‘It’s a beautiful thing, the destruction of words.’ 1984
I still do work for the National Health Service (NHS), although not full time. Over the years, and especially the last few years, it has become an increasingly depressing, target driven, soulless place. When I re-read 1984 recently, virtually every page resonated with the type of management nonsense that rains down upon us each day. Particularly the way that language is distorted into meaningless ‘party’ slogans.
The more we are told that our healthcare trust is ‘meeting and exceeding’ targets, the more the word ‘doubleplusgood’ springs to mind, and I also know that we are, clearly, in big trouble. The greater the trumpet blast of triumphal news, the worse that things become. War is Peace, Failure is Success, Lies are Truth.
One thing that particularly sticks in my craw, are the pictures of happy staff members that adorn various PR brochures. The production of which seems immune from financial pressures of any kind. They are written in a distorted management language that uses thousands of words, whilst their meaning remains almost perfectly obscure.
A recent example of how dispiriting they are was encapsulated by a recent brochure I received through the post. It had a picture of two nurses on the front. They looked as if they had both won several millions pounds on the lottery. Their faces a picture of almost uncontrollable glee.
When I opened it, I found that this was a brochure informing all nurses, and doctors, that we would have to pay considerably more money into our pensions. In addition, we were going to receive a much lower pension, at a greater age, than we had been told we were getting in the past. Oh joy, oh joy.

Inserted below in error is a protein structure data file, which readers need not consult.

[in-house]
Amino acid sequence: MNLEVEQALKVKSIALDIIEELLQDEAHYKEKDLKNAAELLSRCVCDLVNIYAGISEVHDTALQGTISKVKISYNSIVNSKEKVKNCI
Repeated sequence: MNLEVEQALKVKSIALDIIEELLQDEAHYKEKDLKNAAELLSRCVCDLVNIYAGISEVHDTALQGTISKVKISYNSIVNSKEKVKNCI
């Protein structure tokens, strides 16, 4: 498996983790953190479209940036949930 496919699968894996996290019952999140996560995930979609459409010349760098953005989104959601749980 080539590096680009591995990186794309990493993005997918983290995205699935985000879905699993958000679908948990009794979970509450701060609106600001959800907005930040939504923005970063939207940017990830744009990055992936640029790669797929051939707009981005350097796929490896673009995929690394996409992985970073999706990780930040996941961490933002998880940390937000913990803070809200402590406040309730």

I would have said the picture on the front cover was ironic, but NHS management do not do irony. We are continually exhorted, in a ‘Unite workers of the Soviet Union’ sort of a way, to be smiling and happy in our glorious tractor factory. A frowning worker is a worker who clearly does not love the party with sufficient fervour. A frowning workers needs re-education.
Ah yes, each year we produce more tractors to sell all around the world, with a song in our heart, and a spring in our step. Each five years we are set a new, joyous, production targets. Each year everything, we are told, gets better. The statistics tell us so. Each year, we can see with our own eyes, things are getting worse. I suppose people who do not work in the NHS may feel a certain echo of all of this in their work place.
Whilst mulling over this seemingly unstoppable drive from relying on professionals to be professionals; towards target driven, dehumanising, wearisome micro-management and meaningless jargon. I came across a post on Doctorsnet.uk. A website for UK registered doctors. It was written by a doctor A Boyle, and I thought it should be shared more widely. (I asked for, and got, his permission to do so).
What I wanted, and what I got?
I wanted to help old people
I got frailty assessments on incomplete information
I wanted to save lives from PEs*
I got VTE2 assessments
I wanted to diagnose the cause of acute confusional states
I got dementia screening on frightened old people at 3am
I wanted to spend my career constantly improving my knowledge
I got mandatory training
I wanted to perform cutting edge research
I got GCP3
I wanted to critically evaluate my performance
I got the audit department asking for a meaningless action plan
I wanted role models to inspire me
I got multi-source feedback forms
I wanted to teach the next generation
I got work based assessment emails
I wanted to be competent
I got competencies
I wanted to be good at difficult procedures
I got cannula care records and central access teams
I wanted to keep people alive, safe and comfortable
I got the four hour target, breach reports, and observation wards to fudge the targets
And Amen to that. And a happy Christmas to you all. Sorry if this seems a little off-beam from my normal musings, but I felt the need to get it off my chest.
*PEs = Pulmonary Emboli (clots in the lungs)
2: VTE = Venous Thromboembolism (assessment). VTs can break off and travel to the lungs.
3: GCP = Good Clinical Practice